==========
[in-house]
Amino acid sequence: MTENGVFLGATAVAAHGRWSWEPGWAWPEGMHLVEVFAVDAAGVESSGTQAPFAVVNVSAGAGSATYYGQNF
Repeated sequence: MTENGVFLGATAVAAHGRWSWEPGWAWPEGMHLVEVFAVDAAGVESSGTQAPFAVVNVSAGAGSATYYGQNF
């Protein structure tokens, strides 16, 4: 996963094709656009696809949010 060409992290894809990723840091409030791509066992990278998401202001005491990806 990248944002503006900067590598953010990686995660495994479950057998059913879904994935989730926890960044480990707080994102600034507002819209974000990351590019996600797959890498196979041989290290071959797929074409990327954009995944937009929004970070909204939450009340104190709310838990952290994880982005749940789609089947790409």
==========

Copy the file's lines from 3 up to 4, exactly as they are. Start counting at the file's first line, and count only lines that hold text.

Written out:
Repeated sequence: MTENGVFLGATAVAAHGRWSWEPGWAWPEGMHLVEVFAVDAAGVESSGTQAPFAVVNVSAGAGSATYYGQNF
């Protein structure tokens, strides 16, 4: 996963094709656009696809949010 060409992290894809990723840091409030791509066992990278998401202001005491990806 990248944002503006900067590598953010990686995660495994479950057998059913879904994935989730926890960044480990707080994102600034507002819209974000990351590019996600797959890498196979041989290290071959797929074409990327954009995944937009929004970070909204939450009340104190709310838990952290994880982005749940789609089947790409």